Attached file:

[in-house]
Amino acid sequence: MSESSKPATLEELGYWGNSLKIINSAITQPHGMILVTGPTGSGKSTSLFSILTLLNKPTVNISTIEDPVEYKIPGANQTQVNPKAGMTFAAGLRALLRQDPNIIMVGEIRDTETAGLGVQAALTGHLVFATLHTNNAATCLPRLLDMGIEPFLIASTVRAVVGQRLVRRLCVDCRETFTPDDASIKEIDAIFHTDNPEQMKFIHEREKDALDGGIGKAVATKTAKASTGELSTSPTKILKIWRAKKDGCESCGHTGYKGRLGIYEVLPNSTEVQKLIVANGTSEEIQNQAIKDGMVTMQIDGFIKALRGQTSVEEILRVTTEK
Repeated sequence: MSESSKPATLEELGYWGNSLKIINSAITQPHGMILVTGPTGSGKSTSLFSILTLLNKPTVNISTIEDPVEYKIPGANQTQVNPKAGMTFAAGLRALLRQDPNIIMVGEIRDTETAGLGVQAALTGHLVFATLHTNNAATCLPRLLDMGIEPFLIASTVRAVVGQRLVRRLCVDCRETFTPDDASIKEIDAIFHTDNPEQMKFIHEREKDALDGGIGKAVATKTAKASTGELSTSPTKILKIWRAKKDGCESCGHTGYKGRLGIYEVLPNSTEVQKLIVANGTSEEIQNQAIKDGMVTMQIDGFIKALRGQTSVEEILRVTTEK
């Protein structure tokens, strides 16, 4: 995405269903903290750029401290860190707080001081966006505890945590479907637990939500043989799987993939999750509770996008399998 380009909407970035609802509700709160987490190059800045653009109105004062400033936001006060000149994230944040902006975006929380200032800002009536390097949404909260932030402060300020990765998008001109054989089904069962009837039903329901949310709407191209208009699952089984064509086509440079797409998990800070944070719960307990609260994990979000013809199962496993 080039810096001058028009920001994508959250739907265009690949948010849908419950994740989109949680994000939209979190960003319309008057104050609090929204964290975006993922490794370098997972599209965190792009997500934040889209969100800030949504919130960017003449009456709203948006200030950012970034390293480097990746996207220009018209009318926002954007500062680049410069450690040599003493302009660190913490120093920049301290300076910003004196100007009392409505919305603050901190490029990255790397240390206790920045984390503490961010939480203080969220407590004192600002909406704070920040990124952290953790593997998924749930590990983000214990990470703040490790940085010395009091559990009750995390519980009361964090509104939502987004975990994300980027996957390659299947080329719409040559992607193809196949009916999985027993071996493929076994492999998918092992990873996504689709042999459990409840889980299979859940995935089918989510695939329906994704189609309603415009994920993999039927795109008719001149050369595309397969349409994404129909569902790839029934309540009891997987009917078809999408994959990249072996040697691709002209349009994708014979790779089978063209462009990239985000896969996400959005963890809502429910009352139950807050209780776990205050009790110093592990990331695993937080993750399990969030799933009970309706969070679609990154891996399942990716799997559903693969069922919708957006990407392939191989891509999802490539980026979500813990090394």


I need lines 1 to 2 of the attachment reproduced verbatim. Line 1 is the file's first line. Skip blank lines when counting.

[in-house]
Amino acid sequence: MSESSKPATLEELGYWGNSLKIINSAITQPHGMILVTGPTGSGKSTSLFSILTLLNKPTVNISTIEDPVEYKIPGANQTQVNPKAGMTFAAGLRALLRQDPNIIMVGEIRDTETAGLGVQAALTGHLVFATLHTNNAATCLPRLLDMGIEPFLIASTVRAVVGQRLVRRLCVDCRETFTPDDASIKEIDAIFHTDNPEQMKFIHEREKDALDGGIGKAVATKTAKASTGELSTSPTKILKIWRAKKDGCESCGHTGYKGRLGIYEVLPNSTEVQKLIVANGTSEEIQNQAIKDGMVTMQIDGFIKALRGQTSVEEILRVTTEK